I had never eaten a lot of cornbread until I met my husband, and joined his family in the Midwest. Rob’s mum was brought up in a small town in Missouri, eating a Southern-inspired diet of fried chicken, potatoes, green beans, and cornbread. So I looked to her for the perfect recipe. I quickly became addicted to cornbread in every incantation. She was a wonderful Southern cook, and was well known for her delicious recipes. I had never cooked Southern food, and having been Macrobiotic, and, as she so eloquently put it, “one of those healthy freaks” for so many years, eating this cornbread gave my body quite a jolt! I didn’t realize there was so much wheat flour, sugar and butter in it. Why was it called “corn bread”? It was not long before my body revolted. I was tired, bloated and nauseous. But I didn’t want to give up my new love! So I “suffered” in silence, and continued my ill-fated love affair.
Unfortunately my cooking days with my mother-in-law were short lived, as she succumbed to cancer and was too weak to cook. She was put on a restricted diet, that, low and behold, closely resembled my diet that she had ridiculed! Whilst cooking some of the family meals, I quickly discovered that, just as my body rejected her cooking, her spirit rejected mine! She would take one look at the table every night, and with her hilarious wit, would bow her head and say, “Thank you for my free meal” (AKA “free of meat, free of dairy, free of fat, and free of freakin taste”), and would politely slide the food from one side of her plate to the other like an anorexic at a state dinner.
I would sheepishly ask, “Mom, is the food really that bad for you”. She would warmly grab my hand, cock her head, and with a wink in her eye, reply, “It has potential”. I knew exactly what that meant. “Honey, I love your efforts, but it sucks”. This humorous honesty extended outside of the kitchen. When I took golf lessons to surprise Rob, she came out to the driving range to inspect my golf swing prior to my eagerly anticipated golfing debut. As I clumsily swung at the ball, and it quickly flew into a nearby tree I skulked back to the bench where she was picking at her “shitty salad” to get the verdict. She looked up at me, and as she sucked in her wilted lettuce leaf as if it were an arsenic stick and slurped on her ice tea she delivered a simple, “Well, You have PO-tential”. We both burst out laughing, and I never picked up a golf club again.
It has been over 5 years since Darlane passed away, and there isn’t a day that goes by that I don’t think of my potential! Some time ago, I found her beloved cornbread recipe collection in her kitchen, exactly where she had left it. Most of the recipes gloriously handwritten on little scraps of paper. I came across this pumpkin cornbread recipe. Being a pumpkin addict, I thought this recipe would lend itself well to adaptation. Well It did! The pumpkin gives the gluten free flours a moisture and spring, and the lemon juice and spices lift the mix. My first go at this gluten free cornbread was a triumph, and I have not changed anything since. Maybe Darlane was making sure I reached my potential this time! This gluten free pumpkin bread is also dairy free, soy free, nut free and refined sugar free. If you are looking for fantastic allergy free recipes or mixer recipes this is a winner. I just threw everything into my Kitchen Aid stand mixer.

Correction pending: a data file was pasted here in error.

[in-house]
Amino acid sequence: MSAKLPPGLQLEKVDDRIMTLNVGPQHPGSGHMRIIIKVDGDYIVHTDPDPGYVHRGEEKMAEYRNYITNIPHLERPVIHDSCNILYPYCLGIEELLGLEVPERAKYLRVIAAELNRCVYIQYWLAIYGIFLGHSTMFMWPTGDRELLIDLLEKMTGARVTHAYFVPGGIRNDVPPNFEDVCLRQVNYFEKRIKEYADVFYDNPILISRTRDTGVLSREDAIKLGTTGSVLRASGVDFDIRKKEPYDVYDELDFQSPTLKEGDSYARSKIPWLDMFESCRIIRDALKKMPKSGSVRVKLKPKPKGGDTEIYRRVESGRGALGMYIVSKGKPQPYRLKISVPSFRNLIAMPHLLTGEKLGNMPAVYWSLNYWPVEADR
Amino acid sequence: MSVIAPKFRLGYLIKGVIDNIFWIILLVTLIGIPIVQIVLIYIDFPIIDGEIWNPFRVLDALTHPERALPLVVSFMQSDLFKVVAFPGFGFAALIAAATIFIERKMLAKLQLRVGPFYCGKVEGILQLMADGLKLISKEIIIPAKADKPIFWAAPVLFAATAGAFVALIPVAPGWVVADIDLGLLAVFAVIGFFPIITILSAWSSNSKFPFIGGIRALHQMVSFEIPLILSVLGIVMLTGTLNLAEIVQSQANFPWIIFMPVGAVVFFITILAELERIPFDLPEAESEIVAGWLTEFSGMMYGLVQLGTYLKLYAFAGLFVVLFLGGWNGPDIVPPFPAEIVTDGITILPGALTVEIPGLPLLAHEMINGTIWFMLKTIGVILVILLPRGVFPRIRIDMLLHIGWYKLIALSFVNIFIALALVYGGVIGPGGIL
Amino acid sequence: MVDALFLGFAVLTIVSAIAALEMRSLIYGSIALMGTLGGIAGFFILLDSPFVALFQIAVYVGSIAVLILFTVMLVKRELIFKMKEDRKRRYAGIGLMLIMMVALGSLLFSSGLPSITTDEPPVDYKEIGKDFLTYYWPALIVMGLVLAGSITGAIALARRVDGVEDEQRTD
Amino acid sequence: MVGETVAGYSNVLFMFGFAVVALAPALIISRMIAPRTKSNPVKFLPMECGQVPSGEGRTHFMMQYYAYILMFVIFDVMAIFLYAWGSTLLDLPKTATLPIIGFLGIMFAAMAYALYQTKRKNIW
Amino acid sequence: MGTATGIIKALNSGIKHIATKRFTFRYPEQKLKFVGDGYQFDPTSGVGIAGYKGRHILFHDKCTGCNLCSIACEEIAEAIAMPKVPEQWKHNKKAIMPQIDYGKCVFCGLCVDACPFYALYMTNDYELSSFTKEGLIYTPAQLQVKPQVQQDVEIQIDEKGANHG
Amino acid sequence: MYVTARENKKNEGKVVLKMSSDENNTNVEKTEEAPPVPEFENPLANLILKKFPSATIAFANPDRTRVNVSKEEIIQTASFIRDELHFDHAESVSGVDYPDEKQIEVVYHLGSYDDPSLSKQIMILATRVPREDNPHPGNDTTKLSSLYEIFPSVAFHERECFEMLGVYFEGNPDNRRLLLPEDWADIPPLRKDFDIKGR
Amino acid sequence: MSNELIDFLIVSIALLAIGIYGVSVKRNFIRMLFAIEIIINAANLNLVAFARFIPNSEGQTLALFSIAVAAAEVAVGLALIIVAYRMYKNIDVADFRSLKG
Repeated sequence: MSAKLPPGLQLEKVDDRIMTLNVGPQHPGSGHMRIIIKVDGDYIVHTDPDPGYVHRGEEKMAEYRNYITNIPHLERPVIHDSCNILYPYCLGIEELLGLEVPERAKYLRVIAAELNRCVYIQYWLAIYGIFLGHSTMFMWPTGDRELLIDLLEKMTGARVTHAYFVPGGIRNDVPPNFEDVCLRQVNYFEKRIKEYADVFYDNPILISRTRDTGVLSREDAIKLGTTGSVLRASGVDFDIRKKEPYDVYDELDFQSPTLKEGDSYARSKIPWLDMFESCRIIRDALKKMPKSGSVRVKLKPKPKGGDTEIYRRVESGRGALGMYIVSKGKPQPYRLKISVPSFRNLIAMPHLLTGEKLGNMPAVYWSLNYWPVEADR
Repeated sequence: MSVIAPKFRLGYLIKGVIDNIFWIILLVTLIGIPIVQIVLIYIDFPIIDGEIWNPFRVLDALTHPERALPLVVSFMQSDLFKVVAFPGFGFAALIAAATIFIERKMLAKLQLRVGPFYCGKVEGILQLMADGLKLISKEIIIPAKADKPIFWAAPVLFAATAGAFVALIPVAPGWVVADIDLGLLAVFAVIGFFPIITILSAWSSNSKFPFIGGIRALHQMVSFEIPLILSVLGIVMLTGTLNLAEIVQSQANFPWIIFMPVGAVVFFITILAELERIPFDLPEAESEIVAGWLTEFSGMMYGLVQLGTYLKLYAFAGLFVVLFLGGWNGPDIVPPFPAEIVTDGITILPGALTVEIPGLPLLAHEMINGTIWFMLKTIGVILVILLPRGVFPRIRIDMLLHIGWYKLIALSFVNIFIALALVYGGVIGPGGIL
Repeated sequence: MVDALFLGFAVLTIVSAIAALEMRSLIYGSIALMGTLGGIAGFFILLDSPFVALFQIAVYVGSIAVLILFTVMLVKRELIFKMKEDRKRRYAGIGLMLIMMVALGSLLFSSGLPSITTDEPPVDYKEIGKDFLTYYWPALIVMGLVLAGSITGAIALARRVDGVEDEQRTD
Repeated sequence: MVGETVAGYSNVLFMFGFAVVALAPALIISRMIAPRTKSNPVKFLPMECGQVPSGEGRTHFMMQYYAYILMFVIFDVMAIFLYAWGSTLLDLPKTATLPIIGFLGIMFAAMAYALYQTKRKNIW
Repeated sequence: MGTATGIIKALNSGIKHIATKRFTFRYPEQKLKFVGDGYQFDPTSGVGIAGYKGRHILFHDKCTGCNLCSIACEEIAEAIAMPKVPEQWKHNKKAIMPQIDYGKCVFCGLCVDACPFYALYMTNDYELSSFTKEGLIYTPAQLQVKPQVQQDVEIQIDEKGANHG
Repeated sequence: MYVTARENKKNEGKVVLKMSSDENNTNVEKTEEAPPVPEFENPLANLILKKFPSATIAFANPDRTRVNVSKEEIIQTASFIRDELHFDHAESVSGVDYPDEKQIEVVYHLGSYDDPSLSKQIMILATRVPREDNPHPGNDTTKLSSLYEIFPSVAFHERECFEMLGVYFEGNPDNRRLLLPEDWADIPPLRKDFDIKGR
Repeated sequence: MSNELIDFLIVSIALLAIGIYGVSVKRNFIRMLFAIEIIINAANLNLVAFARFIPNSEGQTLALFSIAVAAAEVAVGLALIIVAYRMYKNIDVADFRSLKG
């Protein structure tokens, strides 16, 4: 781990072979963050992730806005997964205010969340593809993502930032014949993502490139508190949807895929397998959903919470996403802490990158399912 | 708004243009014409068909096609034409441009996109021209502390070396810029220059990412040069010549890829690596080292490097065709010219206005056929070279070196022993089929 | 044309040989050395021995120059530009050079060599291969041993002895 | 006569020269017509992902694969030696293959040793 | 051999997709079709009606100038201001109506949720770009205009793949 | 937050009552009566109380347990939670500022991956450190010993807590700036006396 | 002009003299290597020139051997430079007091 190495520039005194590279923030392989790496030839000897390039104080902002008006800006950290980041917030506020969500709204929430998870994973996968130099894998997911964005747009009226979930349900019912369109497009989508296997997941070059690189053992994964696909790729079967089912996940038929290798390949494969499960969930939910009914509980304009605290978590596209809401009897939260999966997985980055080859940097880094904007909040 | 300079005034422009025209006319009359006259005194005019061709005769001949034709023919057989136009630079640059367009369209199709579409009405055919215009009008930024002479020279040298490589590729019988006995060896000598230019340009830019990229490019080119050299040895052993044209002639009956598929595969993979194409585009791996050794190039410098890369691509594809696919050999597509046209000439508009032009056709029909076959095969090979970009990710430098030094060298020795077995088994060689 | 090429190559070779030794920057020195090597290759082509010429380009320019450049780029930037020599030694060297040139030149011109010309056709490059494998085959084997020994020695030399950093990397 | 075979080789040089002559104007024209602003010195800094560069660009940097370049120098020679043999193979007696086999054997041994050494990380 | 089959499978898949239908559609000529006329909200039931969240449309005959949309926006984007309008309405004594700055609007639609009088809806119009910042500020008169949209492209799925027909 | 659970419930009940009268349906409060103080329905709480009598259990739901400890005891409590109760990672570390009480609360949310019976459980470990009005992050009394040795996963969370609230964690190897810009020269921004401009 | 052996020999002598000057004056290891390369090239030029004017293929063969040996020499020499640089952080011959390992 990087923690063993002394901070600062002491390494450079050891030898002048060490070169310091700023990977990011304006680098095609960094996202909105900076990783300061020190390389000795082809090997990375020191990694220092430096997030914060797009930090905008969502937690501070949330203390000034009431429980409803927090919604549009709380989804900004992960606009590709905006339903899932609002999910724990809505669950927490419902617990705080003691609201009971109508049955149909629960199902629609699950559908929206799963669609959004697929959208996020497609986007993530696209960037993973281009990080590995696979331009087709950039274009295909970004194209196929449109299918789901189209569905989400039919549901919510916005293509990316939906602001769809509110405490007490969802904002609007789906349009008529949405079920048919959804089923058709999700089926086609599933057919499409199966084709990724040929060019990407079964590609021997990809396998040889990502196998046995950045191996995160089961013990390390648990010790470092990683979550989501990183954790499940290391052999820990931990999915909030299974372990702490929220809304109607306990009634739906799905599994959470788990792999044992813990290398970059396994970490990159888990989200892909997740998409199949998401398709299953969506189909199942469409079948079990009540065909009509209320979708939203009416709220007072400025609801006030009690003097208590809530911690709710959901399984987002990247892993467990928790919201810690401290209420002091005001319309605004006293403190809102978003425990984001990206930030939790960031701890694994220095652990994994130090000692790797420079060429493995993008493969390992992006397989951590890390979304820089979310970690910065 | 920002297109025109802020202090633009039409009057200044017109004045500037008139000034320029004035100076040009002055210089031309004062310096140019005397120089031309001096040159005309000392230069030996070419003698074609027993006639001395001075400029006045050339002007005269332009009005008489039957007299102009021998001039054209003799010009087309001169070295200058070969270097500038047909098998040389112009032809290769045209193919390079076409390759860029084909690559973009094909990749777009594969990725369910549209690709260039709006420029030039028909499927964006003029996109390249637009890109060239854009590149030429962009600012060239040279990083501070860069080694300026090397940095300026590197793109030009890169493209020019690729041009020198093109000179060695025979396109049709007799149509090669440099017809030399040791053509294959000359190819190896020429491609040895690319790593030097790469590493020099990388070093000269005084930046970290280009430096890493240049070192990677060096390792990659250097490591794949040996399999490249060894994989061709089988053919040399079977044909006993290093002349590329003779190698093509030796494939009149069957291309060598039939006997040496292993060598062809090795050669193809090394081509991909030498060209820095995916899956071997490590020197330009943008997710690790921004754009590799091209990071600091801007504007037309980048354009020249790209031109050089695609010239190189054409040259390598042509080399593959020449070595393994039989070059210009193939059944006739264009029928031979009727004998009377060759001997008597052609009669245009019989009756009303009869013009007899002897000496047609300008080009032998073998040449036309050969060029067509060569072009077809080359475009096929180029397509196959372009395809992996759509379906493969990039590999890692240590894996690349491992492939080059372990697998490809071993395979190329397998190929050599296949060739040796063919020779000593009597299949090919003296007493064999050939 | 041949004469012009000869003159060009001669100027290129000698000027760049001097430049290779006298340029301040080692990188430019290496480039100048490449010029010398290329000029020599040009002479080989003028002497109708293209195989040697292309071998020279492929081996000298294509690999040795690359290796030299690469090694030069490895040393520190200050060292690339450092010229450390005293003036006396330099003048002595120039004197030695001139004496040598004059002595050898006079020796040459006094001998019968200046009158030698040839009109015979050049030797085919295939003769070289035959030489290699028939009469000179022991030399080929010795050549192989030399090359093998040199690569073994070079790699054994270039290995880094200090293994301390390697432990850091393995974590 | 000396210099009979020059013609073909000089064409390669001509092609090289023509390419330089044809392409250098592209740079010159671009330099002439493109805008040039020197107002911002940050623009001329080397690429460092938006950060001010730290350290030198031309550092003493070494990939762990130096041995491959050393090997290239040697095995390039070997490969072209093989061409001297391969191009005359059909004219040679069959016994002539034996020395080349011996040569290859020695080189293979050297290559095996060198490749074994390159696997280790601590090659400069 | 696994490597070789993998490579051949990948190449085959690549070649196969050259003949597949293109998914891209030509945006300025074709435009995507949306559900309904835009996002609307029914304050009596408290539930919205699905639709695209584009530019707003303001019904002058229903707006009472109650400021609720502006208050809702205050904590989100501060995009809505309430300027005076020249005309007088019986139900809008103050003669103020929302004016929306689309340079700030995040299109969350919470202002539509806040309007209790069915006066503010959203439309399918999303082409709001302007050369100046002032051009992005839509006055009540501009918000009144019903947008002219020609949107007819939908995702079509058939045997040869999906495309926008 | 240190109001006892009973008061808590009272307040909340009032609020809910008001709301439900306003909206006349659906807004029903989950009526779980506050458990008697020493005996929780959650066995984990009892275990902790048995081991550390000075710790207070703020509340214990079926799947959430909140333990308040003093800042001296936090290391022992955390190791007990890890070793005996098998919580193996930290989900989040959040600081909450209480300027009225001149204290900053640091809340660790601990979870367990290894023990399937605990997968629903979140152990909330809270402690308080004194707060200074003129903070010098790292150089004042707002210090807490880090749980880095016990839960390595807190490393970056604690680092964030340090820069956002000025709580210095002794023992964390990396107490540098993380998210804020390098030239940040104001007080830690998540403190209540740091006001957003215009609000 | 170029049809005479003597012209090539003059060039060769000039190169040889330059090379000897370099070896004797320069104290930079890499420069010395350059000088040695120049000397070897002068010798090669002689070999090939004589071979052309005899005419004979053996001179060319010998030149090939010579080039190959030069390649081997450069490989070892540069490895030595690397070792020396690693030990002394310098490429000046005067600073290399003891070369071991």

I like to serve this gluten free pumpkin bread right out of the oven, and put raw almond butter or vegan butter on it. This is when the texture is moist and springy, and most resembles regular wheat bread. For those gluten free desperates (me) who will seize any opportunity to taste something resembling moist light bread -- this is your moment! This gluten free cornbread is a fantastic snack. It is wonderful with a hearty vegan soup or as a side accompaniment to a zesty salad. It also serves as a delicious gluten free sweet treat with a cup of herbal tea. This gluten free pumpkin bread will keep for a few days in the fridge, but will get firmer and a little more dense like all gluten free breads. Rob likes to eat it cold like this -- like a sweet guilt free block. I prefer the greedy “scoff straight out of the oven” approach. As they say, "whatever floats your boat."
Darlane, I am going to go out on a limb, and say, “this bread has exceeded its potential”! I miss you......